As the case slowly garners international attention, the rape allegation is a signal that Nadarkhani has become, to put it bluntly, a public relations disaster for Iran.

In what could prove to be Nadarkhani's last days, world leaders have finally condemned the death sentence and pushed for the pastor's release.

On Thursday, a day after the death sentence was upheld during the final appeals trial, President Barack Obama and the White House had harsh words for Iran, calling the sentence a violation of the United Nations Declaration of Human Rights, of which Iran is a signatory.

The United States condemns the conviction of Pastor Youcef Nadarkhani. Pastor Nadarkhani has done nothing more than maintain his devout faith, which is a universal right for all people, the White House Press Secretary said in a statement.

That the Iranian authorities would try to force him to renounce that faith violates the religious values they claim to defend, crosses all bounds of decency, and breaches Iran’s own international obligations. A decision to impose the death penalty would further demonstrate the Iranian authorities' utter disregard for religious freedom, and highlight Iran's continuing violation of the universal rights of its citizens. We call upon the Iranian authorities to release Pastor Nadarkhani, and demonstrate a commitment to basic, universal human rights, including freedom of religion.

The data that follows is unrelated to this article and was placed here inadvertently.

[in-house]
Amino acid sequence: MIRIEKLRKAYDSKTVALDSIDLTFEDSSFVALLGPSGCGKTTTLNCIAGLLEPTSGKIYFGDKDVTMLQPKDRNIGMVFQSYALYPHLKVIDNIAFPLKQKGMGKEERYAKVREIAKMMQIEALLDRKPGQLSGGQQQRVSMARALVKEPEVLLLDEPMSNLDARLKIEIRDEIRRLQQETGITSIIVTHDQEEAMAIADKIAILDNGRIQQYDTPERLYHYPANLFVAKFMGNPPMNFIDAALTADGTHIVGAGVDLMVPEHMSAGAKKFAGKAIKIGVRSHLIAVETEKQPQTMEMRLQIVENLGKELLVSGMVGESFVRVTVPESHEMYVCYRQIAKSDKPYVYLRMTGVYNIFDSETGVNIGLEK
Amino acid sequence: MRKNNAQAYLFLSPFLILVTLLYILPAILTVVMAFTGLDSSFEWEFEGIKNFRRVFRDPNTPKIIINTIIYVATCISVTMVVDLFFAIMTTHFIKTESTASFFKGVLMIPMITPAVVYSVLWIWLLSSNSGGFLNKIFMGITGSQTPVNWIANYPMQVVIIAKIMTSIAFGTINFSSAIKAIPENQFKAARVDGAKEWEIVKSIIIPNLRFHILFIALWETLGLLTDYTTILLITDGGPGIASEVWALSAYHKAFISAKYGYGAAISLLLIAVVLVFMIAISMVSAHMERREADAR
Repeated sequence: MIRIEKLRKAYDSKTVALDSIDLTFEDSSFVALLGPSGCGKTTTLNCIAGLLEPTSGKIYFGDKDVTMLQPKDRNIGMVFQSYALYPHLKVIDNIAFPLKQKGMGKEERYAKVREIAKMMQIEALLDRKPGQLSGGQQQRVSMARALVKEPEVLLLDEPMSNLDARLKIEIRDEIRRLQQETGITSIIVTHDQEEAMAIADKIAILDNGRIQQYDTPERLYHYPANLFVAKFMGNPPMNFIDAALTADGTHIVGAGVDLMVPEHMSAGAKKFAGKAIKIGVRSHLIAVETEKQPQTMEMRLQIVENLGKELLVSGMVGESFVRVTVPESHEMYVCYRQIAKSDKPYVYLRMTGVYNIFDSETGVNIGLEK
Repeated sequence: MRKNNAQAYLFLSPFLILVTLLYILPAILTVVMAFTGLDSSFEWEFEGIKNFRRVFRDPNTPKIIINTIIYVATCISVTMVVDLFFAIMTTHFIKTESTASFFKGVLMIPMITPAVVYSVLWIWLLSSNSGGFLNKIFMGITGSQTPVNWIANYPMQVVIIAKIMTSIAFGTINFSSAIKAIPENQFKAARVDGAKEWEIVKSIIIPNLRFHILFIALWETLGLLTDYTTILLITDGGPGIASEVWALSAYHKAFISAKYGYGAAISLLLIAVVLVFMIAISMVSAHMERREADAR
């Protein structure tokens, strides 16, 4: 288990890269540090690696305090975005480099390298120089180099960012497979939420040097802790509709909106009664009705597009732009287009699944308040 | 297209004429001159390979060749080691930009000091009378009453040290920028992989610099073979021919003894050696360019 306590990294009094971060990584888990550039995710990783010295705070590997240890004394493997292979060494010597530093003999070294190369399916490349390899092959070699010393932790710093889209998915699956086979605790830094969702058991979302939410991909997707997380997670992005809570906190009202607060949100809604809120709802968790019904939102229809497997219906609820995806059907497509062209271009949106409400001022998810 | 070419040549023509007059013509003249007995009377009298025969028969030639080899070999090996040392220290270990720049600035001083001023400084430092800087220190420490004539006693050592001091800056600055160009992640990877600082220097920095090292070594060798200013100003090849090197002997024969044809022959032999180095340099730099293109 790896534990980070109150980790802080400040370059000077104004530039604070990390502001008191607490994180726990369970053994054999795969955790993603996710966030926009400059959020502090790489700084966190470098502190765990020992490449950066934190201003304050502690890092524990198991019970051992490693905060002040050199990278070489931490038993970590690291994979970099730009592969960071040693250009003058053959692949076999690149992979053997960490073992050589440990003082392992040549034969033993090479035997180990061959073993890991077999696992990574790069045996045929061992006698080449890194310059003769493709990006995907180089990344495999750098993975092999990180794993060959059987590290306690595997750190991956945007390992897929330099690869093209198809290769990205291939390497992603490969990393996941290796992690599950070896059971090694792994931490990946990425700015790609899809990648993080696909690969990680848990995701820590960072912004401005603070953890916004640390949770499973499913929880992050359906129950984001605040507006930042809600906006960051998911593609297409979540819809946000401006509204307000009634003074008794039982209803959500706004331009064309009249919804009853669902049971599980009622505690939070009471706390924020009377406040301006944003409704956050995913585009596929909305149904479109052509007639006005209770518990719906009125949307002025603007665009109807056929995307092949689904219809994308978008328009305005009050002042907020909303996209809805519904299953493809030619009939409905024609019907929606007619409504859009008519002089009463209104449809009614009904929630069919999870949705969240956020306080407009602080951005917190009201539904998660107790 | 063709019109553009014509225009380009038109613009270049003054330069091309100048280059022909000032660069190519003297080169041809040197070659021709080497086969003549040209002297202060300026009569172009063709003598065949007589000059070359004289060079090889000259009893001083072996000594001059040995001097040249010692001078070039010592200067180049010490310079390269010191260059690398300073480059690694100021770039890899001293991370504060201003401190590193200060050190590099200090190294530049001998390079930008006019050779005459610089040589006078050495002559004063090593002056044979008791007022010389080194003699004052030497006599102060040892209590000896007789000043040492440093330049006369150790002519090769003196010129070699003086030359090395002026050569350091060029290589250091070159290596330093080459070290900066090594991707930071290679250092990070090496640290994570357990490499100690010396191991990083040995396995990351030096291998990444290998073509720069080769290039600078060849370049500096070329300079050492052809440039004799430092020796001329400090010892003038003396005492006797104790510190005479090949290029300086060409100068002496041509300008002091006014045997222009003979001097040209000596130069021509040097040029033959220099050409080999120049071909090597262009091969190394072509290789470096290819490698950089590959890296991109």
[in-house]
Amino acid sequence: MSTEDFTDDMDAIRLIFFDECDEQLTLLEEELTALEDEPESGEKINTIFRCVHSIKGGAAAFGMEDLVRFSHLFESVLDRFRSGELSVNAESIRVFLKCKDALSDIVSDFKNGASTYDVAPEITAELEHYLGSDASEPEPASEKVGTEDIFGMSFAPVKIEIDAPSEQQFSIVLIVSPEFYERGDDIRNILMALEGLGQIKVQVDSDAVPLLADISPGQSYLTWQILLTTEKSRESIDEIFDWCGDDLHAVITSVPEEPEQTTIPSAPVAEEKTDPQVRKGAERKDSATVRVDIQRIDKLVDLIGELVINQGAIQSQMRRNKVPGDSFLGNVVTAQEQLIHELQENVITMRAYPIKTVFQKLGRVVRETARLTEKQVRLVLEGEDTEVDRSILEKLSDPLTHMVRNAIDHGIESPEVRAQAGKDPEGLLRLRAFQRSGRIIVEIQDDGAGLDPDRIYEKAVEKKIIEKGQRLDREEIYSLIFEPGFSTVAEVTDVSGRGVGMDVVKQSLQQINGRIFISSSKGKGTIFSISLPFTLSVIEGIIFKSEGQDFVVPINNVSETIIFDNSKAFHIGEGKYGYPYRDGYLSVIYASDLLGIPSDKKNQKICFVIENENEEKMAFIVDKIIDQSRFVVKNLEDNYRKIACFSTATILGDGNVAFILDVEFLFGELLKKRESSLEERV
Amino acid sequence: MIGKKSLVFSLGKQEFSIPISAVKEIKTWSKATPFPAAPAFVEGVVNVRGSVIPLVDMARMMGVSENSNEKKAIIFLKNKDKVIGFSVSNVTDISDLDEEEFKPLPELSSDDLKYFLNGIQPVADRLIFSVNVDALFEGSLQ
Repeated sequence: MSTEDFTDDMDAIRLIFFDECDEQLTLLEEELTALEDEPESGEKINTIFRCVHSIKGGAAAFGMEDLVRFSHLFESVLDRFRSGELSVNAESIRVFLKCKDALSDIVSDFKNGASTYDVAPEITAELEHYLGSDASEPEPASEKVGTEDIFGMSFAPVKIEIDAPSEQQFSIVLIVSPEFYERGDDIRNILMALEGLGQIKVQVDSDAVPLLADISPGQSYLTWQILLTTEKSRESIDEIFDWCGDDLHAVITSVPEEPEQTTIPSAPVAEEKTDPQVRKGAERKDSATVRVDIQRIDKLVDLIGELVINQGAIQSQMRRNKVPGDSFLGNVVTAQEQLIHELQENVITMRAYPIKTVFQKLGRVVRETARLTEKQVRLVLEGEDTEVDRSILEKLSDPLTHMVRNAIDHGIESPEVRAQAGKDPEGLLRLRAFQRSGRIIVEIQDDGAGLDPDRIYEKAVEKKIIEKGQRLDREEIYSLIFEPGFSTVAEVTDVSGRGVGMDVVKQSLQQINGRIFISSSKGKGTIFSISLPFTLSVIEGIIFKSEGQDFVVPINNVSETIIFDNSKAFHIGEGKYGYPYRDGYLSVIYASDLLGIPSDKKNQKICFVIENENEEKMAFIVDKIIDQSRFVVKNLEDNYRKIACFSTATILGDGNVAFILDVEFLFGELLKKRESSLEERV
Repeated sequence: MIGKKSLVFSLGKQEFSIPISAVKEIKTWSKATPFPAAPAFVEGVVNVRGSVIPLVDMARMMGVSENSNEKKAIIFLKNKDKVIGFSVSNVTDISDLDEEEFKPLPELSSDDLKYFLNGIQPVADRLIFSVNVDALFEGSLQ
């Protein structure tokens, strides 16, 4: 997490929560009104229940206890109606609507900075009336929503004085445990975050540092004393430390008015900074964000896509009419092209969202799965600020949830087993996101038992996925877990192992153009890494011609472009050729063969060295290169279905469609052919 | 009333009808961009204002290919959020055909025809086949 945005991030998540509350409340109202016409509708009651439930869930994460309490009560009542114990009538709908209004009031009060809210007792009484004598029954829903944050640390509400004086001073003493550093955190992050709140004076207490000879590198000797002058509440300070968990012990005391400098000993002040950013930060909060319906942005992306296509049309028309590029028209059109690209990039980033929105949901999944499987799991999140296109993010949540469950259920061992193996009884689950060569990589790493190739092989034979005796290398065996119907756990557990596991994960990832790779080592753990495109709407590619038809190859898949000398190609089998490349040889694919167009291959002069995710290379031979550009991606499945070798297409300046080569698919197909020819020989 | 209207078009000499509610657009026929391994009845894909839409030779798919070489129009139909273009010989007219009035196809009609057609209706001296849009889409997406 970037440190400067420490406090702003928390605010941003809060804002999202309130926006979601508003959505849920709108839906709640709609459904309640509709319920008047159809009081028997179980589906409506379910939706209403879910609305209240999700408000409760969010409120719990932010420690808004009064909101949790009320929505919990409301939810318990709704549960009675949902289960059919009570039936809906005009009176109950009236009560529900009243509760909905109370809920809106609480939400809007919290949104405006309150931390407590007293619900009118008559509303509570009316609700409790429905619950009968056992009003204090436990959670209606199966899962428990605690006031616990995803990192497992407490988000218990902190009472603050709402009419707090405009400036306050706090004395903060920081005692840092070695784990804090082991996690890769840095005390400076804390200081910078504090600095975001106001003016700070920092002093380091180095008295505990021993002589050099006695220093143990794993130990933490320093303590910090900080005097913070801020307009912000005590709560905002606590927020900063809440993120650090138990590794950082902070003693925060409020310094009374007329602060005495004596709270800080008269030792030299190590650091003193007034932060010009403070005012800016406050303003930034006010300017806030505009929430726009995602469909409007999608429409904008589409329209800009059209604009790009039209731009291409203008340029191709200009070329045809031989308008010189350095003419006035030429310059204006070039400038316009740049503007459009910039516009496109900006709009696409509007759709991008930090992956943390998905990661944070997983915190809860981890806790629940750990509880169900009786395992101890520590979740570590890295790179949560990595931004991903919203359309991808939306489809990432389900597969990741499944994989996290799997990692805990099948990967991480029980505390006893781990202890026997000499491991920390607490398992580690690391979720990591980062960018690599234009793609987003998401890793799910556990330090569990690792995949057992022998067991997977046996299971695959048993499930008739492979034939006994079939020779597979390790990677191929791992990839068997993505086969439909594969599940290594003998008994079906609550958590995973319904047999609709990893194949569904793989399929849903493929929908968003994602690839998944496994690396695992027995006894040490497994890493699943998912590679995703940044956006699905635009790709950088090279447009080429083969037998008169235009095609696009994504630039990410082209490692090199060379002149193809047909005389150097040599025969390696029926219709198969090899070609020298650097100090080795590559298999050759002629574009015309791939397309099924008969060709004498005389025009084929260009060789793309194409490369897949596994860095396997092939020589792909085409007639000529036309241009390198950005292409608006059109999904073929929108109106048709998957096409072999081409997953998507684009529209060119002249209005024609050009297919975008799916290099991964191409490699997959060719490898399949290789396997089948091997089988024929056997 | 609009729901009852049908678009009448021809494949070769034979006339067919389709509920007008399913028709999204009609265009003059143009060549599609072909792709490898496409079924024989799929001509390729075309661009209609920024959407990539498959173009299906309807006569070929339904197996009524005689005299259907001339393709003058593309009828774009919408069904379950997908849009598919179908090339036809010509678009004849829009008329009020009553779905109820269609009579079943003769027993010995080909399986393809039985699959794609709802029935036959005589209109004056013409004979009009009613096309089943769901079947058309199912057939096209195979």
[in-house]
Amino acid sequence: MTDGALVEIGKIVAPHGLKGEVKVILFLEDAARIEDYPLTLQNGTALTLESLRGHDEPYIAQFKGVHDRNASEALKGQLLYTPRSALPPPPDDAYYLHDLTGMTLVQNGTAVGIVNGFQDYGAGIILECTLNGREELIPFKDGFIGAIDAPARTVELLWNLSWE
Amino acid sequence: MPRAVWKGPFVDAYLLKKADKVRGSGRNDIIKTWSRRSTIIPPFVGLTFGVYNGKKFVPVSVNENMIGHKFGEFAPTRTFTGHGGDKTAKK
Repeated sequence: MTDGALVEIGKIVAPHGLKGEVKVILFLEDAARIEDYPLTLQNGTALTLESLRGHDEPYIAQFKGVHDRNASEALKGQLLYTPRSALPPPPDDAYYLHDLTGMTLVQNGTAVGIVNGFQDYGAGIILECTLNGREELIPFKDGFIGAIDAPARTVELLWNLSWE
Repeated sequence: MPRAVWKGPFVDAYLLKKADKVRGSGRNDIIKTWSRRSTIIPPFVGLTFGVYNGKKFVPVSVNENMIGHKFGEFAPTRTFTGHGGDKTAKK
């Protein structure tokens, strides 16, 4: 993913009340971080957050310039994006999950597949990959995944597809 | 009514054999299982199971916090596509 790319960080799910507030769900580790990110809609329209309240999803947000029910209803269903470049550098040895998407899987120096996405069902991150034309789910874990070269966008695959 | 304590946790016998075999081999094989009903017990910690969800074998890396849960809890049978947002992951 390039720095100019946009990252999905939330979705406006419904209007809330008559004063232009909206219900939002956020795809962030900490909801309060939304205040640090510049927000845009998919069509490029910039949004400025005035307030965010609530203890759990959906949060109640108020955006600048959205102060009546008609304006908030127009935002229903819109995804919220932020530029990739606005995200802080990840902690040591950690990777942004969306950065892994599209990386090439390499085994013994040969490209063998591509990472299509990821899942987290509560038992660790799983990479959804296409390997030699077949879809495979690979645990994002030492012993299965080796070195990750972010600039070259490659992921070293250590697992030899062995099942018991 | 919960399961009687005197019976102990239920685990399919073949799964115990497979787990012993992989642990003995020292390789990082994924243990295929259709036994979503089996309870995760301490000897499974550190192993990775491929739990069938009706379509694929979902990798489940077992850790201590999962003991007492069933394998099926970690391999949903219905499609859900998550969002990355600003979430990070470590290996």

A number of U.S. congressmen and Speaker of the House John Boehner, as well as Germany, the European Union and UK Foreign Secretary William Hague, have also issued statements deploring the death sentence.

The increased attention is again casting a negative light on Iran, which has been verbally attacked by Western powers and even al-Qaida in recent weeks. Last month, President Mahmoud Ahmadinejad used his United Nations General Assembly address to attack the West for being more preoccupied with war and killing than with humanitarian disasters such as the famine in Somalia.

Is it acceptable that they call themselves the sole defender of freedom, democracy and human rights, while they militarily attack and occupy other countries? Ahmadinejad asked the General Assembly.

Can the flower of democracy blossom from NATO's missiles, bombs and guns?

Like in Saudi Arabia, where King Abdullah recently absolved a woman sentenced to ten lashes for driving a car, Iran needs to free Nadarkhani if its leaders' rhetoric is to be taken seriously. While Iran has given significant economic aid to Somalia, its stance on executions and freedom is rather hypocritical, at least compared to Ahmadinejad's speech.

No one has been executed for apostasy in Iran for more than 20 years, but the country has the second highest execution rate of any nation in the world besides China.There have been at least 400 executions in Iran so far this year, a quarter of which occurred in September.

Additionally, more than 200 people were arrested for their religious beliefs between June 2010 and January 2011, according to Elam Ministries, a UK-based church founded by Iranian Christians.